Tuesday, December 18, 2012

Looking Forward, Looking Back

This morning, I was trying to think up something inspirational and informative to blog about--other than the obvious horrifying news topic on my mind right now (there's nothing soothing or significant I can add to the conversation about the tragic event that took place at Sandy Hook Elementary school in Connecticut last Friday.  There is nothing to say.  Just a heavy sigh).

I feel incredibly grateful that I have gotten through 2012 relatively unscathed, with my future still ahead of me.

Given that December is my favorite month of the year when I take time to reflect on what I've accomplished in 2012, and I dream about what I want to accomplish in 2013, I decided to focus on this when a title popped into my head, and the title seemed perfect.  I immediately thought, "Surely it's been done;  after all, it ain't that original."  

So, I referred to that most awesome source of information for writers of the 21st century:  Google.  And I found the most wonderful song and video written and performed by Slim Dusty, an Australian singer-songwriter I'd never heard of.  Nothing expresses a sentiment better than a great lyric and melody.

I shed some tears as I watched an Old Slim Dusty singing "Looking Forward, Looking Back" and reflecting on his life.  (Slim Dusty died in 2003 at age 76 after a career in music that spanned nearly seven decades).  Again, I was filled with gratitude that I have great friends, a supportive "spousal equivalent", loving sisters, brothers, nieces, and cousins, sweet dogs, enough money to get by, and good health.  

As the Connecticut rampage reminds us, we never know how much time we'll get to live on this earth, and I'm blessed to be one of the fortunate people alive in her fifties, looking forward to another day.  

Here's the sweet and simple song/video:

Tuesday, November 13, 2012

It's About Time

Adopt the pace of nature: her secret is patience.
Ralph Waldo Emerson 

I can't believe it's been six months since I've posted anything on this blog!  I had planned to post at least once a month this year.   So what happened?  LIFE.  ("Life is what happens to you, while you're busy making other plans".)

As I sit here reflecting upon where the months have gone, (or the year 2012 for that matter), I can see that I've been quite busy.  It's only when I allow myself the time to sit and reflect that I realize I've accomplished a lot.  Most of the time I beat myself up for not doing enough, and lament that so much time has passed.  I wonder if this is just something my particular being does, (I recognize it's a pattern of mine) or if this is a human condition?  Some days there's so much I want to get done that I become paralyzed and can't figure out what to do first, so I fiddle around with Facebook, watch t.v., or do any number of other procrastinating activities.  My ex-husband used to accuse me of running around like a chicken with it's head cut off, creating busy-work in order to feel productive--but I digress...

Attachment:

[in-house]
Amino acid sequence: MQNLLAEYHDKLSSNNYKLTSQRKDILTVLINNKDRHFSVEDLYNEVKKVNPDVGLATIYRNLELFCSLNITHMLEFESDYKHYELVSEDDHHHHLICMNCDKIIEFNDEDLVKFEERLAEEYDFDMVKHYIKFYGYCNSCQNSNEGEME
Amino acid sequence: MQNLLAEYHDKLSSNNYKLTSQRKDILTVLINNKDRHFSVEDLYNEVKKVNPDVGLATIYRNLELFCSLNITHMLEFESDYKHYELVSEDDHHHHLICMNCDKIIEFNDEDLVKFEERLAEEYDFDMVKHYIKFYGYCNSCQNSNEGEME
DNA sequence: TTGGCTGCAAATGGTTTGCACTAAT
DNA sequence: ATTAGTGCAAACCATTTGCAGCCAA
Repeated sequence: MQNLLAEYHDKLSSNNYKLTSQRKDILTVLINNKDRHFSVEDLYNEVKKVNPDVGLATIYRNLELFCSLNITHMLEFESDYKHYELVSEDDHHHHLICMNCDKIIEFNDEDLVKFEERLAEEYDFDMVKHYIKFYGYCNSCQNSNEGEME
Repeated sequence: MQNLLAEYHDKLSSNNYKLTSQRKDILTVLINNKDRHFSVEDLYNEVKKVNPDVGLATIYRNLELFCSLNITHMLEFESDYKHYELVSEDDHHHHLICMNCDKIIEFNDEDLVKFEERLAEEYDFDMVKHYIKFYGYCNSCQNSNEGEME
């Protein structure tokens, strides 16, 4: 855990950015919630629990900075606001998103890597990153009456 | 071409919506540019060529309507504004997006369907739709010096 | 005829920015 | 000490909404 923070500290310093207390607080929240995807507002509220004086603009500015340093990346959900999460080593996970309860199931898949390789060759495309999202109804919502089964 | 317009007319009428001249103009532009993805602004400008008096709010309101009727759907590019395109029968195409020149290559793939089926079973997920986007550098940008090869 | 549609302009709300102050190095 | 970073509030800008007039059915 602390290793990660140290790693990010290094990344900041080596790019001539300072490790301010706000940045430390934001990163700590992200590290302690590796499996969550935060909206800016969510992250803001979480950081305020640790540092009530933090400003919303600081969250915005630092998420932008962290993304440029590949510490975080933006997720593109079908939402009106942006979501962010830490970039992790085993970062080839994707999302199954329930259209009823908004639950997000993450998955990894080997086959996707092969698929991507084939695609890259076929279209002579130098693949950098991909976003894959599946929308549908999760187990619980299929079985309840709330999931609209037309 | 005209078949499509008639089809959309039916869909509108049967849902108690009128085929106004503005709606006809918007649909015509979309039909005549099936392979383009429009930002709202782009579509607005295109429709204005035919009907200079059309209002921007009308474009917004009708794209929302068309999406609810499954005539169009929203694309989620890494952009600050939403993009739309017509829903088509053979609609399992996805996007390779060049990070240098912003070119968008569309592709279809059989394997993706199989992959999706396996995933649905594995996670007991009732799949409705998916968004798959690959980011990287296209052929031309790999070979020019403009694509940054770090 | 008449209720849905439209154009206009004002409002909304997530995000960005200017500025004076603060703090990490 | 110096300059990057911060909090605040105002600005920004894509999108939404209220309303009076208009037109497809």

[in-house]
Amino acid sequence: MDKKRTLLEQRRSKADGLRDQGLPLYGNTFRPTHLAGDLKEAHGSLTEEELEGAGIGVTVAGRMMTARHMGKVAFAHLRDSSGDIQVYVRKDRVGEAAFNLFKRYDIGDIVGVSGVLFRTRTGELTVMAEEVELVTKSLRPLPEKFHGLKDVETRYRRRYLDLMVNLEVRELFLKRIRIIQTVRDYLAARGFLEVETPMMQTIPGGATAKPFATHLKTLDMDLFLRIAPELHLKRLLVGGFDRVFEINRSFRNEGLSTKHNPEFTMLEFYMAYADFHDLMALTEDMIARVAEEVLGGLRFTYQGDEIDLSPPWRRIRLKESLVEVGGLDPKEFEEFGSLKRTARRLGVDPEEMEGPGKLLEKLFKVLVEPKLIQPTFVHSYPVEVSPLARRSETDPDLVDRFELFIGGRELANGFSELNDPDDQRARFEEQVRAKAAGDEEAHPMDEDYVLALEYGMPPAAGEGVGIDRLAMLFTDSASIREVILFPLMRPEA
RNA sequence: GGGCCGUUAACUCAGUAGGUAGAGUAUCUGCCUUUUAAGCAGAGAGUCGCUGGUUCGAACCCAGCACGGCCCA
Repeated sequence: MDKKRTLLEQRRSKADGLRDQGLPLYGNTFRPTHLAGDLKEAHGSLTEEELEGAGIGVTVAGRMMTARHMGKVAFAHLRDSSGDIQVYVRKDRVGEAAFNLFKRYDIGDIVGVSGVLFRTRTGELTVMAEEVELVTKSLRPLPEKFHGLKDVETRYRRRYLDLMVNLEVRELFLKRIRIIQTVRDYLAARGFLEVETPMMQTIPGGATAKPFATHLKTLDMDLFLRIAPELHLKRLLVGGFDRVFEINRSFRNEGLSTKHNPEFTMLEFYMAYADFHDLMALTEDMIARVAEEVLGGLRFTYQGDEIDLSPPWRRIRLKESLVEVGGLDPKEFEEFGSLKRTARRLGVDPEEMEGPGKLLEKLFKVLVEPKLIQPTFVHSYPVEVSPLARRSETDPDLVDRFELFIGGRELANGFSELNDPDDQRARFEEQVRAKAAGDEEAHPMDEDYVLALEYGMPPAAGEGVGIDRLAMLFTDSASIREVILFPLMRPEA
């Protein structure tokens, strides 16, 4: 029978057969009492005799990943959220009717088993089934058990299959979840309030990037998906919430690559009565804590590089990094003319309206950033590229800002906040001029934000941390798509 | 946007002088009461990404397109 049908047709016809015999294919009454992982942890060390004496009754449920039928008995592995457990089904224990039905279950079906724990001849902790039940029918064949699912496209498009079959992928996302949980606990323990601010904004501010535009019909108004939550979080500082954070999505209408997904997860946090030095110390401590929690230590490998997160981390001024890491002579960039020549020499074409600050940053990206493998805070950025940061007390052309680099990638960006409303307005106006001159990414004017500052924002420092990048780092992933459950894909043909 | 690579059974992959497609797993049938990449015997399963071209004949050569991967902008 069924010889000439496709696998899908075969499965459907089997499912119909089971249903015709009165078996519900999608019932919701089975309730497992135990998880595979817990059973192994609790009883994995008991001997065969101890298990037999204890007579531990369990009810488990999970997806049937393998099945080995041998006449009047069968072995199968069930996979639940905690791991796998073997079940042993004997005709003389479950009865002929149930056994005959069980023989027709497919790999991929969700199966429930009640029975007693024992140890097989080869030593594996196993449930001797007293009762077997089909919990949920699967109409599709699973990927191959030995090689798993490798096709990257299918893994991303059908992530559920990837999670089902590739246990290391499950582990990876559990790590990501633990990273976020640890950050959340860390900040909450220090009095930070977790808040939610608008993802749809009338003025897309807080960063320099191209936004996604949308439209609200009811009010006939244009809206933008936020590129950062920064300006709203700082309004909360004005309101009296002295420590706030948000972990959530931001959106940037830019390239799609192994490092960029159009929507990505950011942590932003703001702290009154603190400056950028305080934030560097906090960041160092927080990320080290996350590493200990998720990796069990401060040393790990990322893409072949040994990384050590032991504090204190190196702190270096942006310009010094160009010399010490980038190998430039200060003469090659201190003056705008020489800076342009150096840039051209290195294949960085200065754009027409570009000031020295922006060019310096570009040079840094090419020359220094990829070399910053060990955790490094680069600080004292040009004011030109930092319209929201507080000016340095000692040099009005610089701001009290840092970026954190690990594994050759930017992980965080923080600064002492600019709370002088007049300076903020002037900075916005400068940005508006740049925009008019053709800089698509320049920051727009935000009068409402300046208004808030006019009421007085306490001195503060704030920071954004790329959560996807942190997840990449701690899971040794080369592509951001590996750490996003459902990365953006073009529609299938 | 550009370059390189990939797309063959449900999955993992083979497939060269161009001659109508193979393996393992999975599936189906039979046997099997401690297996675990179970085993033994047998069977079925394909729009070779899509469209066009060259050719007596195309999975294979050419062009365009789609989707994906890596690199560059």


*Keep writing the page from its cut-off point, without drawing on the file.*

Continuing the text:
(What about a J-O-B, you might wonder, if you're someone who doesn't know me and you're actually reading this blog).  

Being self-employed can be a curse.  Without a boss telling me what to do, I have to juggle my possible money-making activities with my many creative pursuits (which sometimes make money), and somehow find a way NOT to continually go into fear (about not making money) or overwhelm (usually connected to my fear about not making money).

So, yesterday was a rainy, chilly Monday.  I had no real estate appointments and I was looking forward to working from home.  I have no house that I'm currently renovating, no vacant rental properties to get filled, and no theatrical productions to perform in.  I guess I could've written a song, but it seems that songwriting has moved to the bottom of the to-do list at least for now.  

I planned to get on-line to search for homes to show buyer-clients, and I  planned to work on the homework due for a marketing class this coming Wednesday (I haven't even started), and I planned to send out thank you notes that are long overdue, and to contact any and all possible real estate prospects; then I planned to finish up my new acting resume and search on-line for possible plays to audition for, and I planned to exercise, and oh, I can feel myself going into overwhelm just thinking about it!

So I decided it was finally time to get back to the blog, 'cause I didn't feel like doing any of the above.  I looked for inspiration for something to write about and couldn't come up with a damn thing (Kind of like my songwriting these days.)  I got into my usual head trip: "who cares about what I have to say?"  "who's gonna read this anyway?"  "what can I express that I haven't already said over and over ad-nauseam?"  What started out as a healing blog while I was laid up with my broken femur (for my own personal healing, not anyone else's) has turned into a blog without a cause.  Except I realize:  The femur is healed, but I'm still broken.

Now it's Tuesday, and I'm sitting in front of the fireplace for the second morning in a row.  With just five more minutes until I head off for a real estate appointment, I find this inspirational message from the blog-o-sphere:  Things-happen-slowly-not-all-at-once ...Perfect.  

Some things I've done since May:

Did a major home renovation, then got the home rented out

Sold some Real Estate